News
2 min

Sex shop deals with TV cameras’ glare

Unwanted attention the result of police cruising warning

One in Ten owner Tom Ramsey. Credit: Neil McKinnon

A nosey news crew chasing a story on the recent crackdown on public sex has left a gay-porn shop owner “pissed off.”

On Dec 3 a CTV camera crew burst into One in Ten porn store on Bank St. With cameras rolling and a microphone in his face, a female reporter told owner Tom Ramsey she was doing an investigation into the police crackdown on gay sex in public places. The reason for the unsolicited visit was that his store, a licensed establishment and private club, was mentioned on a website about public sex.

“I told her I have no idea, I don’t know about the website. I pushed her microphone and camera down. I had two customers in the store. One left, while the other customer, a married man who did not want to be seen, hid at the other side of the wall. We told them to get the fuck out. We used swear words because they had audio on and we wanted to make sure the information wasn’t going to be used,” says Ramsey.

Instead of leaving, the camera crew stood in front of the store hoping to get information from passersby. Ramsey did not know this until he went outside to smoke.

“I am pissed off. If a camera crew burst into any other licensed establishment, they’d be kicked out! First of all, you don’t bring your recording devices into a licensed 18-plus adult entertainment store. I told the reporter, specifically, I did not want to appear on camera. She told me the cameras would be shut off, but she stood outside with the cameras rolling,” says Ramsey.

Until the camera crew finally left and he did his research, Ramsey says he had no idea what the story was about or where his store was mentioned in regards to a crackdown on public sex.

“They just came into my store because it was mentioned on a website. But they didn’t do an investigation to find out it’s a licensed adult video store and a private establishment. You have to be 18 to get through the front door. Our policy is if you look 25 or under, we ID. Don’t take it the wrong way if you look younger than what you are. And you have to be a member to get to the backroom,” says Ramsey.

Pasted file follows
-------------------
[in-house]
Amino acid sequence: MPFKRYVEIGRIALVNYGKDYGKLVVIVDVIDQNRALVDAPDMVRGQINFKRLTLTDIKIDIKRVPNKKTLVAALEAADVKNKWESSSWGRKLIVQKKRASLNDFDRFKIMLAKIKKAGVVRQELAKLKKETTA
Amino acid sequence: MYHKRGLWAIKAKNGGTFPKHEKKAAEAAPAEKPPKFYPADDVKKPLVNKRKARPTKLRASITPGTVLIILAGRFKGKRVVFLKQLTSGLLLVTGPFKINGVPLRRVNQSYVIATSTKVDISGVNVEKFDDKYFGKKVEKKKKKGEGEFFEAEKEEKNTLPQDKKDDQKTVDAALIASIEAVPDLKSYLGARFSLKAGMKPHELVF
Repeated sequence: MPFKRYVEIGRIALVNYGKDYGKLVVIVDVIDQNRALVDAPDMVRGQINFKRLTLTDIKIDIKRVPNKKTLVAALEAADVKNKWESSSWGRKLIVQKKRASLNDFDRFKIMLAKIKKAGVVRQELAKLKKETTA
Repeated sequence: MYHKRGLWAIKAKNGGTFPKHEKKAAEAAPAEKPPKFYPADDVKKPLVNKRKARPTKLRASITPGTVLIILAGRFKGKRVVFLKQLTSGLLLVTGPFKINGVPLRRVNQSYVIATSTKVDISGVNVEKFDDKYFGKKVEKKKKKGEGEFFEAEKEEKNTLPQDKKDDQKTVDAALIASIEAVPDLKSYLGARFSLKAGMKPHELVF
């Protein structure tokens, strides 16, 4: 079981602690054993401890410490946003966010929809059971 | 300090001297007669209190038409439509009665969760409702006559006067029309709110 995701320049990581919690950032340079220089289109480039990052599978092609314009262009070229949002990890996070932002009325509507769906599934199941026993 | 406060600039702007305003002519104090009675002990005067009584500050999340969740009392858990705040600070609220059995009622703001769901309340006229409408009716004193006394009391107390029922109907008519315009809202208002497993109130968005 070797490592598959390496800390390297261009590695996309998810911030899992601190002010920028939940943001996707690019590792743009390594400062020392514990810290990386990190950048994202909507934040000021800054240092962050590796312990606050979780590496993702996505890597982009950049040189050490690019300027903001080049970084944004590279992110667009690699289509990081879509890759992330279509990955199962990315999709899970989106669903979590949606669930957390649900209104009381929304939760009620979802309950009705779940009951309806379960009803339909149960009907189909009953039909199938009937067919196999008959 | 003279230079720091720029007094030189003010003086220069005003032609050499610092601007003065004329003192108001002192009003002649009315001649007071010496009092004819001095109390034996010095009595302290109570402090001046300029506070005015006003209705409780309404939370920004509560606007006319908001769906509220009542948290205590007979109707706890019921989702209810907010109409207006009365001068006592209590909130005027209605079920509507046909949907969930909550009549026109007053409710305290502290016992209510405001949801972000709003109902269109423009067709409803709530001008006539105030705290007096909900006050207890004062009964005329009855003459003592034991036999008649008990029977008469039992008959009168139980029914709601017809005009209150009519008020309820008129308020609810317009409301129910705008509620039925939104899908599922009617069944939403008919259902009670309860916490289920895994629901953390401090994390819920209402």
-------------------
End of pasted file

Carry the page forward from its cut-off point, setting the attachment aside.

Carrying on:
To obtain membership at One in Ten, people pay $9 for a single-day pass. The pass allows them entry as many times as they like. To enter, people show it and staff buzz them in to a room at the other end of the store. There is a list of rules everyone must adhere to enter the private movie theatre and locked cubicles.

Ramsey says the unwelcome media visit has brought forth untrue rumours of a bathhouse raid in his store. As a result, he has lost business from people wanting their privacy respected.

“My customers thought the place was being raided. I had to say, ‘No it wasn’t,’ and explain the whole story,” says Ramsey.

Ramsey says if legalized establishments like his are driven out of business, folks will be forced into public places like parks and bathrooms.

“It’s not going to stop. If my store is shut down, where will all these people go? They’ll go to public places,” says Ramsey.

In retrospect, Ramsey says, he has a message to reporters wanting an interview with him:

“Before you shoot your mouth off, make sure your brains are loaded. Know what you’re coming in to talk about before you talk,” says Ramsey.

“Did someone just wake up? These things have been happening for ages. Bathhouses are giving people a place away from public bathrooms. What concerns me is why they think a viewing room has something to do with public sex,” says Wilde’s owner Rob Giacobbi, who Ramsey called after the media visit.